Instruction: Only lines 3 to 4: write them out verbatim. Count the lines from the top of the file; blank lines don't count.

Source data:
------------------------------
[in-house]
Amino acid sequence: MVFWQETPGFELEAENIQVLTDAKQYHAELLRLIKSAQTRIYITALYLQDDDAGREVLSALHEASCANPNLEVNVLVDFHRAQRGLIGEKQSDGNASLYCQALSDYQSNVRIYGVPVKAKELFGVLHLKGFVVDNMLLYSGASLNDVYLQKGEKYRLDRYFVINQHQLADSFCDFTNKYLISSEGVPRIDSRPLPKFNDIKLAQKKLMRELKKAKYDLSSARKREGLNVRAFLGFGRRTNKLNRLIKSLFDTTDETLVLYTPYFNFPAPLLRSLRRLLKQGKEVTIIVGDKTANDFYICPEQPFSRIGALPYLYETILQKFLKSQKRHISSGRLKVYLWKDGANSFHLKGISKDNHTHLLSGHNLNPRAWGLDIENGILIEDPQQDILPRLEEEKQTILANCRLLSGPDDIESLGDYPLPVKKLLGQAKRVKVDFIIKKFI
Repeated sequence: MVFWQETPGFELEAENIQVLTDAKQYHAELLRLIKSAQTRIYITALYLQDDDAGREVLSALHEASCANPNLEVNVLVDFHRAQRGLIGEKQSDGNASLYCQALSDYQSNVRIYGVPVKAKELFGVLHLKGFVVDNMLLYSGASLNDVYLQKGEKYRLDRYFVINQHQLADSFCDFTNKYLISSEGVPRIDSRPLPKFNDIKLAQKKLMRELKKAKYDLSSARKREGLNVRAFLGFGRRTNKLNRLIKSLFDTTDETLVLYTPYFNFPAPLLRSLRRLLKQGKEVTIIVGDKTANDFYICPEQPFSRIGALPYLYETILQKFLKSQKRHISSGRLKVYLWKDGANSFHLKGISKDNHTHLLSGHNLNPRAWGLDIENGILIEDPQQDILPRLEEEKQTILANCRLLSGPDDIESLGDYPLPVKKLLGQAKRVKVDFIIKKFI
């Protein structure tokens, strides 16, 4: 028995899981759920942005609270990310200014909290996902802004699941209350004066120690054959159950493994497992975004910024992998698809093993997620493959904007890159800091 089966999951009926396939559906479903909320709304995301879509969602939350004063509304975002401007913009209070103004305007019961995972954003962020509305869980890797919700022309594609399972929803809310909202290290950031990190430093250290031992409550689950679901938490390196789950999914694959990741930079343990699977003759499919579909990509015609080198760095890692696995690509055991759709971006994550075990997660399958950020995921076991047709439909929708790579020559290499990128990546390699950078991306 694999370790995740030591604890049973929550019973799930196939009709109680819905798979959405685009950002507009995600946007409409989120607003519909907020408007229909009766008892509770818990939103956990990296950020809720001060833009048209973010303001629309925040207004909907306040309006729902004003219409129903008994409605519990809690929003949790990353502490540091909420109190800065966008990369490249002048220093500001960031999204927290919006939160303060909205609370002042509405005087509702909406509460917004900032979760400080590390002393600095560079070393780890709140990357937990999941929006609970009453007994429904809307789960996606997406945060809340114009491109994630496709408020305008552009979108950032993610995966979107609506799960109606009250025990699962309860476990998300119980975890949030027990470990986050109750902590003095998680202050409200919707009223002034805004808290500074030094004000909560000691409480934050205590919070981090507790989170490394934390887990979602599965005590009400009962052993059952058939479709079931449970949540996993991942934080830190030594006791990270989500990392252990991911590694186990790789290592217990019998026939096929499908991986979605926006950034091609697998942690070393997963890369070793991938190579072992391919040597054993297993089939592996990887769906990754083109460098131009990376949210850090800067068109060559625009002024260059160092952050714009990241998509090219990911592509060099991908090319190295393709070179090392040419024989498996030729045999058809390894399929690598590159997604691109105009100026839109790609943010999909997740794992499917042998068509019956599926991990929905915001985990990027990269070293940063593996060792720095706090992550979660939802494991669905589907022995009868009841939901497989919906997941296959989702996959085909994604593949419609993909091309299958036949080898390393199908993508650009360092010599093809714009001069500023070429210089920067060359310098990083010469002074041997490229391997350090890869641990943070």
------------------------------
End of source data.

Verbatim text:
Repeated sequence: MVFWQETPGFELEAENIQVLTDAKQYHAELLRLIKSAQTRIYITALYLQDDDAGREVLSALHEASCANPNLEVNVLVDFHRAQRGLIGEKQSDGNASLYCQALSDYQSNVRIYGVPVKAKELFGVLHLKGFVVDNMLLYSGASLNDVYLQKGEKYRLDRYFVINQHQLADSFCDFTNKYLISSEGVPRIDSRPLPKFNDIKLAQKKLMRELKKAKYDLSSARKREGLNVRAFLGFGRRTNKLNRLIKSLFDTTDETLVLYTPYFNFPAPLLRSLRRLLKQGKEVTIIVGDKTANDFYICPEQPFSRIGALPYLYETILQKFLKSQKRHISSGRLKVYLWKDGANSFHLKGISKDNHTHLLSGHNLNPRAWGLDIENGILIEDPQQDILPRLEEEKQTILANCRLLSGPDDIESLGDYPLPVKKLLGQAKRVKVDFIIKKFI
């Protein structure tokens, strides 16, 4: 028995899981759920942005609270990310200014909290996902802004699941209350004066120690054959159950493994497992975004910024992998698809093993997620493959904007890159800091 089966999951009926396939559906479903909320709304995301879509969602939350004063509304975002401007913009209070103004305007019961995972954003962020509305869980890797919700022309594609399972929803809310909202290290950031990190430093250290031992409550689950679901938490390196789950999914694959990741930079343990699977003759499919579909990509015609080198760095890692696995690509055991759709971006994550075990997660399958950020995921076991047709439909929708790579020559290499990128990546390699950078991306 694999370790995740030591604890049973929550019973799930196939009709109680819905798979959405685009950002507009995600946007409409989120607003519909907020408007229909009766008892509770818990939103956990990296950020809720001060833009048209973010303001629309925040207004909907306040309006729902004003219409129903008994409605519990809690929003949790990353502490540091909420109190800065966008990369490249002048220093500001960031999204927290919006939160303060909205609370002042509405005087509702909406509460917004900032979760400080590390002393600095560079070393780890709140990357937990999941929006609970009453007994429904809307789960996606997406945060809340114009491109994630496709408020305008552009979108950032993610995966979107609506799960109606009250025990699962309860476990998300119980975890949030027990470990986050109750902590003095998680202050409200919707009223002034805004808290500074030094004000909560000691409480934050205590919070981090507790989170490394934390887990979602599965005590009400009962052993059952058939479709079931449970949540996993991942934080830190030594006791990270989500990392252990991911590694186990790789290592217990019998026939096929499908991986979605926006950034091609697998942690070393997963890369070793991938190579072992391919040597054993297993089939592996990887769906990754083109460098131009990376949210850090800067068109060559625009002024260059160092952050714009990241998509090219990911592509060099991908090319190295393709070179090392040419024989498996030729045999058809390894399929690598590159997604691109105009100026839109790609943010999909997740794992499917042998068509019956599926991990929905915001985990990027990269070293940063593996060792720095706090992550979660939802494991669905589907022995009868009841939901497989919906997941296959989702996959085909994604593949419609993909091309299958036949080898390393199908993508650009360092010599093809714009001069500023070429210089920067060359310098990083010469002074041997490229391997350090890869641990943070």